and of which llostetter's Stomach Hitters Is the
wholesome, pleasant, and far more effective
seccedaneum. They weakened the Intestines—
the Bitters Invigorates them. They left the
bowels Inactive, because lncanaclatcd by ensu
ing feebleness. The Bitters, on the contrary,
and beeause It enables, not forces, them to act
—a vast and fortunate difference—perpetuates
their activity and regularity. The liver Is bene
ficially stimulated, as the kidneys also are, by
this medicine, which easily conquers, also ma
laria, nervousness and rheumatism.
A Haunted House.
This body of ours has b en likened to a tene
ment. It often has a haunted apartment—the
stomach. Scared by the elilrlch t-p lte, dyspep
sia. digestion files and refuses to return, what
can break the spell, what can raise the ban
laid upon the unhappy organs? We answer un
hesitatingly, llostetter's Stomach Bitters, and
we are warranted In the response by the record
ed testimony of myriads, covering a period of
over a third of a century. A course of the Bit
ters, begun In any stage of the affliction, and
persistently followed, will terminate In cure
positive, not partial. The Bitters restores tone
to the eplgrastlc nerve, renews and purities the
Juices exuding from the cellular tissue that act
upon the food dlgestlvely, expels bile from tue
stomach and the blood, and promotes a regular
habit of body. Malaria, kidney complaint, ner
vousness, rheumatism and neuralgia give way
to this medicine.
Words of Advice
To t(hose who require a stimulant. There are
many to whom we could recommend you; we
think there are Just as many honest liquor
dealers as there are dealers In any other class
of merchandize, and again we believe that ther
are many who sell whiskey or any other com
modity, who are not reliable. We have noticed
that our best physicians and superintendents of
hospitals have by heir testimonials highly rec
ommended Klein's Silver Age Kye, therefore we
say his Is the place to which we would advise
every one ro go. He sells six-year-old Gucken
helmer. Finch, Gibson or overholt. for fl per
full quart, or six quarts for $5. Wines, Brandies
and Gins, cheap as the cheapest. Send for com
plete catalogue and price list to Max Klein, S3
Federal street, Allegheny.
The Dlsagieeable Winter Gone,
Now that the cold, drizzly rains are trans
formed to delightful spring, and the muddy roaos
to pleasant drives,lt would be well to look about
ana prepare for the lurking disease often coming
with the new vegetation, as to better enable us
to follow our dally avocations we should be In
good health and spirits. No well regulated fam
ily Is without a stimulant of some kind. Decep
tion Is probably more practiced by unscrupulous
dealers In liquors than any other business, MUX
Klein, 83 Federal street, Is a reliable party; to
him we point with pleasure. No deception no
misrepresentation, no sailing under false colors
with him. ills stiver Age Kye Is positively pure
and sold everywhere for SI.BO per quart onlv.
Ills six-year-old Pennsylvania Rye at $1 each
quart, or six quarts lor SB, are as represented.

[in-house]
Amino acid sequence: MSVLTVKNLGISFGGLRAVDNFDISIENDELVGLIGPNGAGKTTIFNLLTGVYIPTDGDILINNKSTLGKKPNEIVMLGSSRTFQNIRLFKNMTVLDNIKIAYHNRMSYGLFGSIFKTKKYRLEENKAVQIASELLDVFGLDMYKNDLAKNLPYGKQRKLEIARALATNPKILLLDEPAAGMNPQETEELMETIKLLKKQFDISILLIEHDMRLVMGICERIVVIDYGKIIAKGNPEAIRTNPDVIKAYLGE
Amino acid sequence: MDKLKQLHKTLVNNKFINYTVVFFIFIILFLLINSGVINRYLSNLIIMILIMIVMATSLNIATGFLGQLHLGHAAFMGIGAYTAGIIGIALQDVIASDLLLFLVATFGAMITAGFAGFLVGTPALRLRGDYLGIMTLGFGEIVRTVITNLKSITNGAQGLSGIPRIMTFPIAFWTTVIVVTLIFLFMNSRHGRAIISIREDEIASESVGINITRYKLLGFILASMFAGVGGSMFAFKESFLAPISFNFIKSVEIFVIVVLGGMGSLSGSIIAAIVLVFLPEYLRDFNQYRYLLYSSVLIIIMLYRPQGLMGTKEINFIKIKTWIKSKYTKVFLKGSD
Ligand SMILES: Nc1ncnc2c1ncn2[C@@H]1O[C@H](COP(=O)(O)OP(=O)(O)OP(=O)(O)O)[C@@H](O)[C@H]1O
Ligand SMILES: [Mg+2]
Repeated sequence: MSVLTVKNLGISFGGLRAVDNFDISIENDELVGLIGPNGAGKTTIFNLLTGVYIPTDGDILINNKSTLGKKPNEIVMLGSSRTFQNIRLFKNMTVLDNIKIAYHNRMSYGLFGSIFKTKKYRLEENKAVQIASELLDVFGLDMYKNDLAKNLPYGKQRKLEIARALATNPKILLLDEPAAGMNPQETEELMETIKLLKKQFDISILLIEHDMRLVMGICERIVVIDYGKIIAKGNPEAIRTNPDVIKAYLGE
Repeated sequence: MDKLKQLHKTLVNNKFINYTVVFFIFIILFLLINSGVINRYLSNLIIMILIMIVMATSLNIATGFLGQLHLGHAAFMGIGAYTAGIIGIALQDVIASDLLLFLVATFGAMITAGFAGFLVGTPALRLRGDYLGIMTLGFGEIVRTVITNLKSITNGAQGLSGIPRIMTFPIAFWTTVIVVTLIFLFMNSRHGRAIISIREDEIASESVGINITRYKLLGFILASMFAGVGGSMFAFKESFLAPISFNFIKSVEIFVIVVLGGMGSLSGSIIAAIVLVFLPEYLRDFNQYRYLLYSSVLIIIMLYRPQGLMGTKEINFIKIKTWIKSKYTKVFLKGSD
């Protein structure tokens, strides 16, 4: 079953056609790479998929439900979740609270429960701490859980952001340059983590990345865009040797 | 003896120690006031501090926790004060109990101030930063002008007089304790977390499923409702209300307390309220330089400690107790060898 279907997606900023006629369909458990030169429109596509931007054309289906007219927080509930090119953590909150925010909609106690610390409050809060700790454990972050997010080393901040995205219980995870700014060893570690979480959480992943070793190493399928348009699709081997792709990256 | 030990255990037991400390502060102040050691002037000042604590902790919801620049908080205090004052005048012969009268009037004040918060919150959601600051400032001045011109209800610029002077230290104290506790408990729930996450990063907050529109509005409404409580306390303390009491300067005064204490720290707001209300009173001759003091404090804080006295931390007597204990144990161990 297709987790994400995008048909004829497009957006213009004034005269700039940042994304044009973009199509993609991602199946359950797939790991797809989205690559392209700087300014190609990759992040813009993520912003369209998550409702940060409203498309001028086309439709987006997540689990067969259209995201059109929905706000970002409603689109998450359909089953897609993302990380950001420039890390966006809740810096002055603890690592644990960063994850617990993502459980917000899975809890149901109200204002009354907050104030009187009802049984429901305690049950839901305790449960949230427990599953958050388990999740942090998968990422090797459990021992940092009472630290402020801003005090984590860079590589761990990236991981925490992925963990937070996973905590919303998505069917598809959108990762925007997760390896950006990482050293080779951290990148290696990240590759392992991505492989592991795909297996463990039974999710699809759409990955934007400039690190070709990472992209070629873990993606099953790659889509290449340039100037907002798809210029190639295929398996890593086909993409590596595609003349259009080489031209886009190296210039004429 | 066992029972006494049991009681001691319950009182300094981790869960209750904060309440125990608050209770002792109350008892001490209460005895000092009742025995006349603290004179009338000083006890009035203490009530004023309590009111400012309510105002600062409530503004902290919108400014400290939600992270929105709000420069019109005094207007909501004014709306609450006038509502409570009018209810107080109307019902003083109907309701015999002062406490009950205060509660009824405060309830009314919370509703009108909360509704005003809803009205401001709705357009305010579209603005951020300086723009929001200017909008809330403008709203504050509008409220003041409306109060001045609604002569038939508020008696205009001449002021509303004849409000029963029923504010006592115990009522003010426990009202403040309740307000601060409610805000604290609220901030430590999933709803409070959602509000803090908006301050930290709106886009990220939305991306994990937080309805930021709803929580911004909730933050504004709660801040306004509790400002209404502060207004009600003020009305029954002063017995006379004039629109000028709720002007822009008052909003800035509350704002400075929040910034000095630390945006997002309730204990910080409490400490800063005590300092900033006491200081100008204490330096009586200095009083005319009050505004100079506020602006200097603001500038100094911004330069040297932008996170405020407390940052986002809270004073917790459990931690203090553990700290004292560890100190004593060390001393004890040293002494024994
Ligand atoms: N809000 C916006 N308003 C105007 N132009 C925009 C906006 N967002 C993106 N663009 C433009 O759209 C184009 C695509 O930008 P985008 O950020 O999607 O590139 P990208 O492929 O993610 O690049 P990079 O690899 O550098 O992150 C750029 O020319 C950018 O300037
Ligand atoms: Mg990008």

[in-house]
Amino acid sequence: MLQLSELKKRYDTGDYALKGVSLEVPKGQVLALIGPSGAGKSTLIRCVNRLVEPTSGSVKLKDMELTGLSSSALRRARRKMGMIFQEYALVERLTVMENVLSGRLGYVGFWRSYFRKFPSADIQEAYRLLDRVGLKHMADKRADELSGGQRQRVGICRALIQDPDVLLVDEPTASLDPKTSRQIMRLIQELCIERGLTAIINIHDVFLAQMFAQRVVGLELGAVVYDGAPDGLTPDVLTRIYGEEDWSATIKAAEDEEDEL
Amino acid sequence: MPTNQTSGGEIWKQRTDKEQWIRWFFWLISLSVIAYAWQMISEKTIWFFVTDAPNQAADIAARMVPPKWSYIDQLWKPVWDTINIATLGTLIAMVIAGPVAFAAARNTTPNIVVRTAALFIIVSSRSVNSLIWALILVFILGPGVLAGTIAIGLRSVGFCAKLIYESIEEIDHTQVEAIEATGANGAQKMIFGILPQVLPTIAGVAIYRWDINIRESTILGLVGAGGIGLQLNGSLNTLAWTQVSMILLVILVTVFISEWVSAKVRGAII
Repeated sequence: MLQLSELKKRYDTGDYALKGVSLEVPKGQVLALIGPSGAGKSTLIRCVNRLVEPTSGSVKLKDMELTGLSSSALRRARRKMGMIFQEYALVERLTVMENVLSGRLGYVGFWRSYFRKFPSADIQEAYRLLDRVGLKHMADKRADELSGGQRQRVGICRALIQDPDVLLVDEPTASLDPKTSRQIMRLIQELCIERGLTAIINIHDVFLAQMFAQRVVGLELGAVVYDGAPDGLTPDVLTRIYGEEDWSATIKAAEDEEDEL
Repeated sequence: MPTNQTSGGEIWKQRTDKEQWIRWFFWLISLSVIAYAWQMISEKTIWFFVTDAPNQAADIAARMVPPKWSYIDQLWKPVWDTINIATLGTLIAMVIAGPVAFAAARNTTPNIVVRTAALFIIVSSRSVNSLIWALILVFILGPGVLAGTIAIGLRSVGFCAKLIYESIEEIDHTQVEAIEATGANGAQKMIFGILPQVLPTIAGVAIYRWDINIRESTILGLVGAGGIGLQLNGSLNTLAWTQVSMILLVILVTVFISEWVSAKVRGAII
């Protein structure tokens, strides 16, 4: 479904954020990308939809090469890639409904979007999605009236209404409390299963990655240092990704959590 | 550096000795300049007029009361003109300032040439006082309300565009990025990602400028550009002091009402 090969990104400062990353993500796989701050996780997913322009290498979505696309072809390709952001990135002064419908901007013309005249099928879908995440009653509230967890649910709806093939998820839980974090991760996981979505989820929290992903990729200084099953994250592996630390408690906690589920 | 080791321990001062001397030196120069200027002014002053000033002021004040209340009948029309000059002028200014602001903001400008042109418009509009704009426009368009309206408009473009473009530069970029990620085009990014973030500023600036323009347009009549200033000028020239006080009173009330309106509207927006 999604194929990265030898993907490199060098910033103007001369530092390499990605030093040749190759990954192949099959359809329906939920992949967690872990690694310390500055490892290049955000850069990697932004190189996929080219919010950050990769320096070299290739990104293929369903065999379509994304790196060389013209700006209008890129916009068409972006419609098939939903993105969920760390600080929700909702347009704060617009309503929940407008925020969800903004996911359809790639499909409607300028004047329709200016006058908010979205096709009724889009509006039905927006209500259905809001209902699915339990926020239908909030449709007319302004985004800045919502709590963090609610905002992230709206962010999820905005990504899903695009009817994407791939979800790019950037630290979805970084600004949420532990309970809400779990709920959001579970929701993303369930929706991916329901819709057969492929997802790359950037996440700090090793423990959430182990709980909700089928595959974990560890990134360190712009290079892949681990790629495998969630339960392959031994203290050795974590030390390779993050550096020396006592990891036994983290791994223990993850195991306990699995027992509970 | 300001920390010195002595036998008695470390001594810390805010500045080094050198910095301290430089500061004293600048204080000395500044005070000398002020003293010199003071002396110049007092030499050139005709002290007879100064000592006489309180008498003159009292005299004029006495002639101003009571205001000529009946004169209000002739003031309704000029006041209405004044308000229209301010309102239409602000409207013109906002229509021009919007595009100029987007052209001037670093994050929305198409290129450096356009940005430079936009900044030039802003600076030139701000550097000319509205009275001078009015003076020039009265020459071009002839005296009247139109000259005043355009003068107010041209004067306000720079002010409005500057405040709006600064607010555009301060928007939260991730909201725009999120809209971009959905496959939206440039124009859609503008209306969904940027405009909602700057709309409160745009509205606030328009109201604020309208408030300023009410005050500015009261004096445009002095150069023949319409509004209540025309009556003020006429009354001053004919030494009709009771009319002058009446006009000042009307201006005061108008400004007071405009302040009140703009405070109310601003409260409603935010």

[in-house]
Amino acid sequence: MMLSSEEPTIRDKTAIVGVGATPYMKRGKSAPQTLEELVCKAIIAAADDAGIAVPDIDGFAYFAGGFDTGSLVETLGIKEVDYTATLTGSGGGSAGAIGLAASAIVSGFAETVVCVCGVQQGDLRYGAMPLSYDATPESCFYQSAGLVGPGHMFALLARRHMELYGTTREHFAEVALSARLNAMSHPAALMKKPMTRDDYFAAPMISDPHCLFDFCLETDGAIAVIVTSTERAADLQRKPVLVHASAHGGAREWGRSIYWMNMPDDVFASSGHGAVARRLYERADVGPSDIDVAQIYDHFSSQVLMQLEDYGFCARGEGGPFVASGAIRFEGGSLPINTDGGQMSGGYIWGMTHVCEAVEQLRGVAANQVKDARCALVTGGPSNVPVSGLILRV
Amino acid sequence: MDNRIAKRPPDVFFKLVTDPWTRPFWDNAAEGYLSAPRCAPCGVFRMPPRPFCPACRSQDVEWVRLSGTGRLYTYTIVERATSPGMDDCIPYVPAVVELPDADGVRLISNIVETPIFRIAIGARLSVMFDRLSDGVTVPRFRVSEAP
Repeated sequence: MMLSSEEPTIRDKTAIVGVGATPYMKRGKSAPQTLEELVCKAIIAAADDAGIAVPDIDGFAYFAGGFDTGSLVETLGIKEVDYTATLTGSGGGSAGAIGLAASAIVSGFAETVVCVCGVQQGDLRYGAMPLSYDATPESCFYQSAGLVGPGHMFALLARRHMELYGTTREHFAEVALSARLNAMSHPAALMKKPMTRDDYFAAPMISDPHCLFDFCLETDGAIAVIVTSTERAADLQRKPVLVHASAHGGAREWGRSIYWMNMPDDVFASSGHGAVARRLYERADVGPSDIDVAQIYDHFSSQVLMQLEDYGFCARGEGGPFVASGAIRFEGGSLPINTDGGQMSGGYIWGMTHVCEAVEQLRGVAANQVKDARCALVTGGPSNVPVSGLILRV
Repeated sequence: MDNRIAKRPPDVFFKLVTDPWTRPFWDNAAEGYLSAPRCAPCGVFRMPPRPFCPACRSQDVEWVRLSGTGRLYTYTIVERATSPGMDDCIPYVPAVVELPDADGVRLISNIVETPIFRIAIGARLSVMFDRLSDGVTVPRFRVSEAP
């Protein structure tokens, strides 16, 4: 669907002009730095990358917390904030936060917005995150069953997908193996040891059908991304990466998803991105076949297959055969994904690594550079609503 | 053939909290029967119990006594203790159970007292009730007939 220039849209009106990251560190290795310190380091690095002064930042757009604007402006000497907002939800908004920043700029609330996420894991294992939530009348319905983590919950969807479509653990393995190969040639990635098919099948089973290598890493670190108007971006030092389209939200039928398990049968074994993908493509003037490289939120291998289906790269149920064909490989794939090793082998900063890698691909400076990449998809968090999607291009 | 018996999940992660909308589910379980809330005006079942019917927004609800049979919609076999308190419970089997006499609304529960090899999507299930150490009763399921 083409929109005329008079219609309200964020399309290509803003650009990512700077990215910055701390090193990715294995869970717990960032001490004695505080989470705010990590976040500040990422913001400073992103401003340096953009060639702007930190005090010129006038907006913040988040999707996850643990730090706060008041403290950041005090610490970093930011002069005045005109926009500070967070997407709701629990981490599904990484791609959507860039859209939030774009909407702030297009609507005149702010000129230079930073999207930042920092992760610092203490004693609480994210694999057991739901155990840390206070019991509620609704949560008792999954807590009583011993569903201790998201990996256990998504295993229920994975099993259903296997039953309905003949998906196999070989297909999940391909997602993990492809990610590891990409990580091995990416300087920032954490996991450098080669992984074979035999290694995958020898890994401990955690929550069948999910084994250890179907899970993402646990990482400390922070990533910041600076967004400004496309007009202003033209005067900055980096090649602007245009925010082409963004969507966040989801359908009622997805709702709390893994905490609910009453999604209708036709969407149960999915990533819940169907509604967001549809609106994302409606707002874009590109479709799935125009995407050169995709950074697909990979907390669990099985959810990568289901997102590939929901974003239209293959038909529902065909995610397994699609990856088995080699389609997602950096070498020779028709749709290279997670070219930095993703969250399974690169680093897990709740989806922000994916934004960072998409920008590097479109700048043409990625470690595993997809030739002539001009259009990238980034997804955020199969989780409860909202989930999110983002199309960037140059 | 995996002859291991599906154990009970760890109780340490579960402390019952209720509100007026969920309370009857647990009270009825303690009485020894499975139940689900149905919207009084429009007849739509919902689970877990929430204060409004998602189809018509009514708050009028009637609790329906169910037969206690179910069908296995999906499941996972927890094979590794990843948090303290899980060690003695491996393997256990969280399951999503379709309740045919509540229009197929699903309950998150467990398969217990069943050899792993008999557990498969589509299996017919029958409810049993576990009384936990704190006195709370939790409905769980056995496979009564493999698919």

Ills wines, brandies and gins are as good and
reasonable as any in the eountry. SencTfor com
plete catalogue and price list to Max Klein, S3
Federal street. Allegheny, Pa. dltawly
Never Neglect a ColtlJ
l)r. Austin Flint says in the Fomm: "It Is
probable that a person with an Inherited ten
dency to consumption would never develop the
disease If he could he piotected against Infection
with the fittwre/e bmiluss. In the light of mod
ern discoveries consumption can no longer be
regarded as an Incurable disease." Kemp's
lialsam, when taken In time, has saved many
from consumption. At all druggists. 50c and
sl. sample free.
100 Ladles Wanted.
And 100 men to call on any druggist for a free
trial package of Lane's Family -Medicine, the
great root and herb remedy, dls overed by Dr.
Silas bane while In the Itocky Mountains. For
diseases of the blood, liver and kidneys It Is a
positive cure For constipation and clearing up
the complexion It does wonders. It Is the best
spring medicine ever used. Large size package,
50 cents. At all druggists.
JCST as sure as hot weather comes there
will he more or less bowel complaint in this
vicinity. Every person, andespectally families,
ought to have some reliable medicine at hand
for Instant use In cose It Is needed, A2sor 50
cent bottle of Chamberlain's code, cholera ana
Dturrhuia Remedy Is Just what you ought 10 have
and all that you would need, even for the most
severe and dangerous cases. It ts the best, the
most reliable, and the most succesful treatment
known and ts pleasant to take. For sale by
curt G. Campbell, W. B. Tlce and t lias, urlf
milliard's Throat and Lung lialsam.
i or throat and lung troubles this remedy has
no equal, It Is guaranteed to cure consumption
In Its llrst stages, and even In advanced stages
of that disease It relieves coughing and Induces
sleep. You may have a cough or a cold at any
time, therefore no household, especially with
children, should be without It. For all affec
tions of the throat, luugs and chest, croup,
whoopingcougli, hoarseness, spitting of blood